Civil Society demands democratic ownership in local climate fund management


Dhaka, 27th May 2010. Today in a seminar held at national press club, Dhaka the civil society organizations expressed worries on the transparency and accountability mechanisms in the implementation of Climate Change Trust Fund (CCTF) of the government of Bangladesh, as it is overwhelmingly controlled by Bureaucrats and Ministries. They demanded to implant democratic principles in the governance of the CCTF through ensuring wider scope of participation of the climate victims, local government representatives and civil societies. The seminar titled “Government’s Funding for Climate Change: Bureaucratic or Democratic Ownership?” organized by EquityBD and CSRL, the two campaign coalitions of NGOs and civil society organization. The seminar was moderated by Rezaul Karim Chowdhury, while Md Shmasuddoha of EquityBD made the keynote presentation.

Dr. Rashid E Mahbub or National Health Right Campaign, Tusar Rahman of Citizen Rights Movement, Faroque Ahmed of Media Foundation for Trade and Development, Syed Mahbub Alam of WBB Trust, Nasimul Haque of CDMP-UNDP, Mohammed Ali of Bangladesh Trade Union Center, Zakir Hossain of Nagorik Uddogue, Golam Mortoza of Shaptahik, Ziaul Haque Mukta of Oxfam GB and Retired Lieutenant General Mahbubur Rahaman of BNP spoke in the seminar.

In his presentation Md. Shamsuddoha mentioned there should be criteria based NGO selection prior to invite the proposal. As NGO has not given space to talk with victim community, there is every chance that the projects hardly are innovative in nature and which in fact created a market for Dhaka based consultants, who earn money out of project proposal writing, virtually has little relation in field. He also mentioned that due to not having NGO selection criteria, around 5000 NGO have submitted proposals for project funding, where most of them don’t have prior work experiences in the relevant field. Joint position paper of EquityBD and CSRL has also asked government to prepare ‘climate change vulnerability index’ for the country and adopt long-term project implementation plan in the areas to be affected most.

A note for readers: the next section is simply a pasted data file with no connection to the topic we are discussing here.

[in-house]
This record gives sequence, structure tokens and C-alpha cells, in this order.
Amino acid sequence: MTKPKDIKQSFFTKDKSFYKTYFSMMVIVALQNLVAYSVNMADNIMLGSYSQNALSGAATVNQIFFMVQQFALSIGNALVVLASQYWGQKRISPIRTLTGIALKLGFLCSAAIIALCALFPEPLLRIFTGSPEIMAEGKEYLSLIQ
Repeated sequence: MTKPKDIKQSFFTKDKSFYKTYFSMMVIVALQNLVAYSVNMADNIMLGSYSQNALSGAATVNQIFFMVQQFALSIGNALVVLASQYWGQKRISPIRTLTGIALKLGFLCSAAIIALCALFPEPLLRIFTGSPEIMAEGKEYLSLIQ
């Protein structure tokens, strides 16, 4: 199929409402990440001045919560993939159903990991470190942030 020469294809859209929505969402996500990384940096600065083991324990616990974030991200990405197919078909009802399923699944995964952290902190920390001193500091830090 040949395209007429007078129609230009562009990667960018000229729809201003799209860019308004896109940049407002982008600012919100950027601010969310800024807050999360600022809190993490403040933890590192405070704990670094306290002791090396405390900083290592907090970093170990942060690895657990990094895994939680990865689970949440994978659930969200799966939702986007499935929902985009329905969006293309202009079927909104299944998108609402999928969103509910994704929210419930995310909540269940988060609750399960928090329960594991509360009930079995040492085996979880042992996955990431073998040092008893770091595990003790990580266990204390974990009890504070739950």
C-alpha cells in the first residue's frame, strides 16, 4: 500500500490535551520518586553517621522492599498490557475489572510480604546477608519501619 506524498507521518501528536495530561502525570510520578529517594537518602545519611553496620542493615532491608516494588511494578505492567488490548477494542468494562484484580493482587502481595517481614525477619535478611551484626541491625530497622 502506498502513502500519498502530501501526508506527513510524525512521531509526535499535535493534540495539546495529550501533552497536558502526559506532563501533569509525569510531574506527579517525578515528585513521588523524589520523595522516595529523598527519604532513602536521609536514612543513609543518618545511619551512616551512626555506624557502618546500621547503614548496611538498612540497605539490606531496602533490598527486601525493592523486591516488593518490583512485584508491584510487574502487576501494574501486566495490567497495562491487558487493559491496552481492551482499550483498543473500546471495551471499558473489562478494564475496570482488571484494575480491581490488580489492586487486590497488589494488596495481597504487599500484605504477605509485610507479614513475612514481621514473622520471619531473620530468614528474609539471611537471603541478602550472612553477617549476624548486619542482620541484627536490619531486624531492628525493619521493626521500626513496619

Dr. Rashid E Mahbub mentioned that in the present formation there is no accountability of trust fund toward people. Tusar Rahman mentioned that bureaucratic control over the trust fund management is not an expectation from a political government. Zakir Hossain insisted the use of right to information act, especially at the implementation level of climate financing projects. Golam Mortaza mentioned that in bureaucracy is a common feature in every State, thus political leaders should have proper orientation, capacity and honesty to lead and guide bureaucrats in a proper way; corrupt political process will enhance corruption of bureaucracy. Lt. Gen Mahbub demanded participation of opposition MPs, and also demanded that the trust should be discussed in parliament. Ziaul Haque Mukta of Oxfam GB asked for continuation such a campaign so that there will be more civil society awareness and concern in this regard.

In conclusion Rezaul Karim Chowdhury mentioned that the concept of ‘democratic ownership’ is nothing new. This concept has heen accepted by all donors, government, international financial institutions and NGOs in Accra Action Agenda on 2008 during the review of Paris Declaration. He expressed hope that, government will consider civil society concern on the fund management and will take action to reform it.

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